Our saving plan should cover three essential areas: cash on hand for unexpected bills, money put aside to cover expenses in case our income is interrupted, and an account for later in life when we stop working or work in a reduced capacity. This approach protects our longer term savings from an unexpected withdrawal by providing for short-term financial needs.
The first saving area, which I call the cushion account, contains an amount that we set aside for cash-on-hand to cover things like replacing a broken appliance or an unexpected car repair. Even if we use a credit card in these situations, the cushion account allows us to pay the balance in full when the bill arrives. This keeps us from adding short-term debt or paying interest on a credit card balance. The amount in this cushion account could be $2,000, $3,000, or even $5,000 depending on our feelings about the amount we should have on hand. And since we want the money to be available, a cushion account is usually kept in a regular or money market savings account so we can have easy access to the funds.
The second area of savings or our emergency account, contains an amount that keeps our personal economy going (pays the bills) in a situation when our employment changes. It’s a safety net for our finances if we’re suddenly unemployed or our income is lower for some reason. The amount in this account could be enough to pay for three, six, or even twelve months of expenses depending on our thoughts about our employment picture. These amounts for a person with $2,250 in monthly expenses are shown below.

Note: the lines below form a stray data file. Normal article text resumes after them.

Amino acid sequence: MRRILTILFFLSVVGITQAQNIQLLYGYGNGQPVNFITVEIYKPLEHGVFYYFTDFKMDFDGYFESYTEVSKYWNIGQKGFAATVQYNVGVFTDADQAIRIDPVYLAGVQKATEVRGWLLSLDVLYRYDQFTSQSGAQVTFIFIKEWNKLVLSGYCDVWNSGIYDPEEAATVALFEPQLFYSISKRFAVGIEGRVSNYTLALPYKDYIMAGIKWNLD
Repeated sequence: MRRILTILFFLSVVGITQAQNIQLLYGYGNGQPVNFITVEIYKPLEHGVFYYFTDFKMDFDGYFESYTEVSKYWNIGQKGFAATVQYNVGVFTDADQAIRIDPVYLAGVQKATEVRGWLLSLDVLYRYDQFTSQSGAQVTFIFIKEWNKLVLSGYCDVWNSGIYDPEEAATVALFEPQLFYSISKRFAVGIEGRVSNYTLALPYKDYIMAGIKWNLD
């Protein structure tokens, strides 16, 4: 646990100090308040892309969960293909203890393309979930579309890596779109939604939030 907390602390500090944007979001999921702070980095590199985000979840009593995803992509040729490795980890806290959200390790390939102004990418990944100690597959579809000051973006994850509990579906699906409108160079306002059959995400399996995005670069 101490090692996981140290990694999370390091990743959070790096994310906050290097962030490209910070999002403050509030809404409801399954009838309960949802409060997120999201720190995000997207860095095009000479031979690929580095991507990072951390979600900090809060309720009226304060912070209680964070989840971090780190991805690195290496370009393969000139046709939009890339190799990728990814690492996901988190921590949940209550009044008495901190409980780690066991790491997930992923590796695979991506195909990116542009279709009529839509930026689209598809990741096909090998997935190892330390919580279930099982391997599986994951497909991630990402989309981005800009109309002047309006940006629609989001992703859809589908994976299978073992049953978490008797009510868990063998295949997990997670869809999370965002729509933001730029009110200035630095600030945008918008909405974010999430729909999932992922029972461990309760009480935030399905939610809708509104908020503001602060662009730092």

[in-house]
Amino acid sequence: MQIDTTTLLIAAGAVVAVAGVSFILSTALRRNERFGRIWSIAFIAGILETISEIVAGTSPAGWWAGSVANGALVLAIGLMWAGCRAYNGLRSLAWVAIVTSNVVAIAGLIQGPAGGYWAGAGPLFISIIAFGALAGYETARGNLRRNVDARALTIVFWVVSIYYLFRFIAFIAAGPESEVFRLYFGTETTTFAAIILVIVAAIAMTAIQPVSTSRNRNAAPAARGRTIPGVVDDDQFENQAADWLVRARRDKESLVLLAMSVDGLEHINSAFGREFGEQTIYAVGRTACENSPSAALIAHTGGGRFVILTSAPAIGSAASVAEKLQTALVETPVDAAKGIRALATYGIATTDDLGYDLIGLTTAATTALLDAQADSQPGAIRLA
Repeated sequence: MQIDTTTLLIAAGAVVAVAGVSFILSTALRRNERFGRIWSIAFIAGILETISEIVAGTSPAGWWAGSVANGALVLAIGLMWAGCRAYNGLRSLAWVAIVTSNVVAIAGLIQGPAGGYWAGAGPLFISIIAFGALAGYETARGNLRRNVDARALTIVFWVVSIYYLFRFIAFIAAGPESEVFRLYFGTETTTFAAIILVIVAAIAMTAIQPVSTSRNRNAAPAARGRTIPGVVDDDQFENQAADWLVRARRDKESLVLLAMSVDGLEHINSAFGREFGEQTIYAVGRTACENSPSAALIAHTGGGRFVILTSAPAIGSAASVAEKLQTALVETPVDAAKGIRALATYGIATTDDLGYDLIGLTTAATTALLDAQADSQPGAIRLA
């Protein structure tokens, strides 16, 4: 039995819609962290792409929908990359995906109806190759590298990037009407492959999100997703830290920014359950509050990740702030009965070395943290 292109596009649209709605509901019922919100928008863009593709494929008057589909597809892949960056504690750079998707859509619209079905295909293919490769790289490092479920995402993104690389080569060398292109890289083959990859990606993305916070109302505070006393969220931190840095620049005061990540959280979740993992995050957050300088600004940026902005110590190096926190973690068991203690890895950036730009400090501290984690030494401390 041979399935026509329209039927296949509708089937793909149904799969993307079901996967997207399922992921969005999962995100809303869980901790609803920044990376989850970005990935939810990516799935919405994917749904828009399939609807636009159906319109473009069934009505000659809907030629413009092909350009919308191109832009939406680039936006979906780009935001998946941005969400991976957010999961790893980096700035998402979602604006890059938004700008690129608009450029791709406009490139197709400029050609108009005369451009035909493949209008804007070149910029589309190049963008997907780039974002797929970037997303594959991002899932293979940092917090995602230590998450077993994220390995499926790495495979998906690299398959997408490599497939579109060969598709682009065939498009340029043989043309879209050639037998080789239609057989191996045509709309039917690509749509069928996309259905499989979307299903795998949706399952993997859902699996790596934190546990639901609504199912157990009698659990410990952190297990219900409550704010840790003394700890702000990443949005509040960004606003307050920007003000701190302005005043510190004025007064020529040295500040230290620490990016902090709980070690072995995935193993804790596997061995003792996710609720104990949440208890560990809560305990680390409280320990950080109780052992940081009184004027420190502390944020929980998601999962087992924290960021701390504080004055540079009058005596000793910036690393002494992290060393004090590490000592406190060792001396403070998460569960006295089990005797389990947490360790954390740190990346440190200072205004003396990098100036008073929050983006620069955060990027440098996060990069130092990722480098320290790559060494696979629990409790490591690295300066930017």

Emergency Fund Amounts
One Month Three Months Six Months One Year
$2,250 $6,750 $13,500 $27,000
It’s easy to see how quickly we can get into trouble if we don’t have an emergency fund and our income stops for an extended period. Without it, we’ll either start withdrawing from our long term savings (if possible), or start taking on a large amount of debt to keep going. As far as where to keep our emergency fund, the key is our ability to access the money when needed. I think that an insured money market checking account makes sense for most people.
The third area of savings is our long-term or retirement account. This is our IRA, 401(k), or other retirement fund or account that we’ll use to replace income later in life. Referring back to the amounts for the emergency fund above, the amount needed to cover just one year of expenses was $27,000. Consider the amount needed to cover expenses for 30+ years of retirement.
30 Years of $27,000 in annual expenses = $810,000
And this amount doesn’t consider inflation and how expenses will increase each year during retirement. If we factor in a 2% annual inflation rate, the amount needed to cover our expenses in the 30th year of retirement would be just over $49,000 (a $22,000 increase). Calculating each year using the inflation factor changes the total amount needed to cover retirement expenses to $1,095,338.14. Saving this amount is going to require some planning and regular savings (automatic deposits if possible), and no withdrawals. To protect this account, we need money to fall back on when an unexpected expense or change in income occurs. This is where our two lines of defense come in. Our cushion account protects us from withdrawals from our emergency account, which protects us from withdrawals from our long-term savings.
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